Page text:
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On 22 February 2023, the US Department of Justice (DOJ) announced a new voluntary self-disclosure policy for corporate criminal enforcement in all United States Attorneys’ Offices (USAOs) around the country.

USAOs are often the front-line of DOJs enforcement efforts, prosecuting federal criminal cases in each of the 94 federal judicial districts across the country. This includes the prosecution of many criminal violations of US sanctions and export controls.

Even when these cases are brought by one of the DOJ’s central divisions or units in Washington DC (such as the National Security Division), or initially investigated by a regulatory agency (like OFAC or BIS) criminal cases are most commonly charged in judicial district where the individual or corporate defendant is domiciled, or in the district where the relevant criminal conduct occurred. For that reason, USAO prosecutors are almost always involved in the prosecution and resolution of these cases together with their counterparts in Washington, especially when cases go to trial in federal district court.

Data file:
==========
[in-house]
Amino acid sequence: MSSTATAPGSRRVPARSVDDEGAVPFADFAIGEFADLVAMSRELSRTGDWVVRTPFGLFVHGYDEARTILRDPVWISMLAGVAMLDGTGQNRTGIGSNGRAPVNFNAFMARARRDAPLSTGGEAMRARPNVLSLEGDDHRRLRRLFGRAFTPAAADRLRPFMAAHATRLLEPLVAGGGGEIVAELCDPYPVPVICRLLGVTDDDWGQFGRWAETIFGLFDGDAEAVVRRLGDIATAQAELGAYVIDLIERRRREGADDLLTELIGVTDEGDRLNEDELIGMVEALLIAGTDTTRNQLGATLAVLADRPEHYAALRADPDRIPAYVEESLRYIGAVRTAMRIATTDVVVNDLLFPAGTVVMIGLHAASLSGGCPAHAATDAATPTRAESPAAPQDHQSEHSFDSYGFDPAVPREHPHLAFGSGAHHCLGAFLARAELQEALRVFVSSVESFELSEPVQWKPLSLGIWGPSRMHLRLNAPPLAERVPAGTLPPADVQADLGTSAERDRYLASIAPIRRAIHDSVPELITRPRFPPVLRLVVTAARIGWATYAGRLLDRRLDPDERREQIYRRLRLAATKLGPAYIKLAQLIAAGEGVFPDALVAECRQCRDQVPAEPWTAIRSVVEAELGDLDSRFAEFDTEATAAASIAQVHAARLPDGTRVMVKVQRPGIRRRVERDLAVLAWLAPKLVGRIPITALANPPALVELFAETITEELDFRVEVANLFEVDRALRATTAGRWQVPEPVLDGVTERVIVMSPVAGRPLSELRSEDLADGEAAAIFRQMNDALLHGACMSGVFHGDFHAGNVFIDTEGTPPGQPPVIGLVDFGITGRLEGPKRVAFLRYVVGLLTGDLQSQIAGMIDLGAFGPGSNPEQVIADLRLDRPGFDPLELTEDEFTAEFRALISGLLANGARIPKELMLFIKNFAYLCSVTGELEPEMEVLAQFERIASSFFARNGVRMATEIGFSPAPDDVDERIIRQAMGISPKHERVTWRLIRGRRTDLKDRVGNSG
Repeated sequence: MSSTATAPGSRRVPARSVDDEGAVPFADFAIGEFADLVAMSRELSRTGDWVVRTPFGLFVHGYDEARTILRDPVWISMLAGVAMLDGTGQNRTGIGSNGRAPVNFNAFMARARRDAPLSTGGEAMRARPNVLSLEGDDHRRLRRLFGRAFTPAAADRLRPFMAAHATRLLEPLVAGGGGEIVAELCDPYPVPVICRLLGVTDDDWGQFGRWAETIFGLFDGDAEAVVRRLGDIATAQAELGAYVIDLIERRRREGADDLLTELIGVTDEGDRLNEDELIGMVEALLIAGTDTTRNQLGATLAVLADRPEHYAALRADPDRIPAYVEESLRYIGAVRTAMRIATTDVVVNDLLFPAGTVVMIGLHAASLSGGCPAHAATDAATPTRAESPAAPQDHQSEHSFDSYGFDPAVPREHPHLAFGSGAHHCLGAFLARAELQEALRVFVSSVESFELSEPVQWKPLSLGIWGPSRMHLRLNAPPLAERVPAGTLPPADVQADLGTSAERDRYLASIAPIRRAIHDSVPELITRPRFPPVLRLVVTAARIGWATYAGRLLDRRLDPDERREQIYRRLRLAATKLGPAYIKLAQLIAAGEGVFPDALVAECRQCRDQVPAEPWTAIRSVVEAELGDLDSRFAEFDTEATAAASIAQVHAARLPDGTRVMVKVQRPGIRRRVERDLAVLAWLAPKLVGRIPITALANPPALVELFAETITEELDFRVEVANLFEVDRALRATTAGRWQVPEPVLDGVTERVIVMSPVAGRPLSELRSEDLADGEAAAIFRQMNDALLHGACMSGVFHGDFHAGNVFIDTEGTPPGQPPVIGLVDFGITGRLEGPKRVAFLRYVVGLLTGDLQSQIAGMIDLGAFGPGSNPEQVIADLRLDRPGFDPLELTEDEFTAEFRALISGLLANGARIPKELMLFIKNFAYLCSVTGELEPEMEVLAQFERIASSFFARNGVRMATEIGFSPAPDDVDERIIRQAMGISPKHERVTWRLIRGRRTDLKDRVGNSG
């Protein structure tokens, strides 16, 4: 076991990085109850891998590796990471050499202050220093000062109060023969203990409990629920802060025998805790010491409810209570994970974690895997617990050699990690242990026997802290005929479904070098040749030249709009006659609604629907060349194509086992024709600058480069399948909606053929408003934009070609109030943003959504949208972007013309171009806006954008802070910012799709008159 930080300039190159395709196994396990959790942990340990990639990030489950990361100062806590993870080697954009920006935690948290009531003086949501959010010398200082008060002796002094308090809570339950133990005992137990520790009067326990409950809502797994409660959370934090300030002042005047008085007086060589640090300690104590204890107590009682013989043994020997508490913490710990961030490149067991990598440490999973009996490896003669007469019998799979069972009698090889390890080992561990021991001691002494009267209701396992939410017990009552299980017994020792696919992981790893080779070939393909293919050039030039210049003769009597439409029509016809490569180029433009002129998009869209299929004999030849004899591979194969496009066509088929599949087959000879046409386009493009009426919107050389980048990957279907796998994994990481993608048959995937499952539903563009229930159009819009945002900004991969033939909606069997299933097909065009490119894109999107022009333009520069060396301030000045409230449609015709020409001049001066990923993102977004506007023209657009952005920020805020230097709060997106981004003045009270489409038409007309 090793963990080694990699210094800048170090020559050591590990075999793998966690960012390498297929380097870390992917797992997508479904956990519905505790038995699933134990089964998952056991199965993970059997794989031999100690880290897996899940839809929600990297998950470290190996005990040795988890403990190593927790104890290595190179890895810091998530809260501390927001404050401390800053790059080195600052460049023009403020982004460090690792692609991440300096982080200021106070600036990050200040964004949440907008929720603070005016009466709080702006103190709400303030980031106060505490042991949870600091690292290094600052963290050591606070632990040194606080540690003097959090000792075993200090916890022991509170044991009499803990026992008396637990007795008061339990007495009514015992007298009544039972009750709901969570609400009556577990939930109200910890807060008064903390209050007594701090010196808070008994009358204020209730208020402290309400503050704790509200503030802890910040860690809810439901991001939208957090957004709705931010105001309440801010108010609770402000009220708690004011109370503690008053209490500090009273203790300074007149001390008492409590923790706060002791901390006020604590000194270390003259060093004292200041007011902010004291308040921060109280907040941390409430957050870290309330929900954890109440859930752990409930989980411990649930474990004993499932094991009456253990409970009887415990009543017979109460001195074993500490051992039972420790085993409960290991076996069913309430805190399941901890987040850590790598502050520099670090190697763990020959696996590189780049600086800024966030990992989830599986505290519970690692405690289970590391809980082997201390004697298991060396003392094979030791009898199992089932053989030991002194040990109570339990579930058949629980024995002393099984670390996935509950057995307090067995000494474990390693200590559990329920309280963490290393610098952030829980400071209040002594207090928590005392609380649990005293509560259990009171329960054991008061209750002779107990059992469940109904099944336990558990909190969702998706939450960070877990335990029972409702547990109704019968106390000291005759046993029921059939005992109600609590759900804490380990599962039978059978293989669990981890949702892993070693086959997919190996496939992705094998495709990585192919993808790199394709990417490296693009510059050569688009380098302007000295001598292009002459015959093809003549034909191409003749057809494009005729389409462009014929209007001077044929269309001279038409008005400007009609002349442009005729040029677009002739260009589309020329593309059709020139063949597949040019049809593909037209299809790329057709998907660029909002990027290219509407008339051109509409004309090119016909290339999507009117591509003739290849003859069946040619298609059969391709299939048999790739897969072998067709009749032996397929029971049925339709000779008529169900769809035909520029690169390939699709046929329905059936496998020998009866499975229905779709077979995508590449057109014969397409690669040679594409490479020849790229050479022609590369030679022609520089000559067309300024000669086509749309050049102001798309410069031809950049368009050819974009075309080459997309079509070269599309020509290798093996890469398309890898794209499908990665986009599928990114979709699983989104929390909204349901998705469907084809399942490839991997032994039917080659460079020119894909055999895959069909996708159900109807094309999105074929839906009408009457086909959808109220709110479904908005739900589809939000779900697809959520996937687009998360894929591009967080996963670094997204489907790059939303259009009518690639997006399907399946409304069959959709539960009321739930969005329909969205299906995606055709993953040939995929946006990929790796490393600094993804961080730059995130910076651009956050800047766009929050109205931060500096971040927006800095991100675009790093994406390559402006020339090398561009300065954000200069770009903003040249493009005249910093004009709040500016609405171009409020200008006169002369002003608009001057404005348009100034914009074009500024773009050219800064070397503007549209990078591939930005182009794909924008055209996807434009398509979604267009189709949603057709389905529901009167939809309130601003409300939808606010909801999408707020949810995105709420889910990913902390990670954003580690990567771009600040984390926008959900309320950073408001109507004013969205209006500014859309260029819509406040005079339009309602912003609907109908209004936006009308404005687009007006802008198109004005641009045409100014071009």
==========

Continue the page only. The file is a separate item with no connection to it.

The new USAO policy represents an effort to promote consistent treatment of corporate criminal defendants across all USAOs and an attempt to incentivize more self-reporting. The goal of the new policy is to “provid[e] transparency and predictability to companies and the defense bar” in an effort to “standardize how [voluntary self-disclosures] are defined and credited by USAOs nationwide.” In doing so, the USAO policy looks to provide a similar amount of certainty, and incentives, for voluntary disclosure to companies making disclosures of criminal matters (including sanctions and export controls) to their local USAO, as they would have if they disclosed to another component of DOJ in Washington.

For more detail on the new USAO Policy see: United States Attorneys’ Offices implement new voluntary self-disclosure policy – Baker McKenzie InsightPlus


Geoff Martin is a partner in the Litigation and Government Enforcement practice group in Washington, DC. Geoff started his career in Baker McKenzie's London office in 2007 and moved to Washington DC in 2012. Geoff represents clients in matters before the federal government arising out of anti-corruption, trade sanctions, fraud, anti-money laundering, national security, and related enforcement actions. He also represents clients in civil and criminal matters in federal court. Geoff has extensive experience conducting internal investigations relating to such matters around the world.

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